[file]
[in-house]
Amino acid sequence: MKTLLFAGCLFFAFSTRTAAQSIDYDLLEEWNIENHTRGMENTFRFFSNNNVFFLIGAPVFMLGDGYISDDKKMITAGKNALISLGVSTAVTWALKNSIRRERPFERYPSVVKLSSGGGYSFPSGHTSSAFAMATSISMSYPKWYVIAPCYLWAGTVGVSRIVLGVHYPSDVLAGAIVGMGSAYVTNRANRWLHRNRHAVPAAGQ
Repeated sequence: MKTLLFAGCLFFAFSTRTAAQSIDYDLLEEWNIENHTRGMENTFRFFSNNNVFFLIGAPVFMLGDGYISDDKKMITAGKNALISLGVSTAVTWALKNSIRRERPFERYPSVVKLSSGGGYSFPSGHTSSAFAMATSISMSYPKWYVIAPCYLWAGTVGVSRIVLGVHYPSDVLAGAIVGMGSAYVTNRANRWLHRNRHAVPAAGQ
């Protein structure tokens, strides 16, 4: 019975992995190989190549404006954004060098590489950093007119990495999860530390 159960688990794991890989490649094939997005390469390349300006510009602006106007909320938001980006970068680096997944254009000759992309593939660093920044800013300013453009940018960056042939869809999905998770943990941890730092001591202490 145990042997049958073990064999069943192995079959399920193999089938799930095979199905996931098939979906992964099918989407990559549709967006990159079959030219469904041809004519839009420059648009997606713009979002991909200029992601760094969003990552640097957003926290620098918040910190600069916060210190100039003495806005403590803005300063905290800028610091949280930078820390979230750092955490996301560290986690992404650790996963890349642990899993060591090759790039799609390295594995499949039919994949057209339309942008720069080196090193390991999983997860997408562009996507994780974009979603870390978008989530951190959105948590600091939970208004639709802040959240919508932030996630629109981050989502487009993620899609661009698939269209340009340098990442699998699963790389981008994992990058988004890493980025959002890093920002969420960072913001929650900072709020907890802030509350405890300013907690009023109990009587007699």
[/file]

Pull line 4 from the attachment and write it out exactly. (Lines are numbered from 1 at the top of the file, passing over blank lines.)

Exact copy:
């Protein structure tokens, strides 16, 4: 019975992995190989190549404006954004060098590489950093007119990495999860530390 159960688990794991890989490649094939997005390469390349300006510009602006106007909320938001980006970068680096997944254009000759992309593939660093920044800013300013453009940018960056042939869809999905998770943990941890730092001591202490 145990042997049958073990064999069943192995079959399920193999089938799930095979199905996931098939979906992964099918989407990559549709967006990159079959030219469904041809004519839009420059648009997606713009979002991909200029992601760094969003990552640097957003926290620098918040910190600069916060210190100039003495806005403590803005300063905290800028610091949280930078820390979230750092955490996301560290986690992404650790996963890349642990899993060591090759790039799609390295594995499949039919994949057209339309942008720069080196090193390991999983997860997408562009996507994780974009979603870390978008989530951190959105948590600091939970208004639709802040959240919508932030996630629109981050989502487009993620899609661009698939269209340009340098990442699998699963790389981008994992990058988004890493980025959002890093920002969420960072913001929650900072709020907890802030509350405890300013907690009023109990009587007699």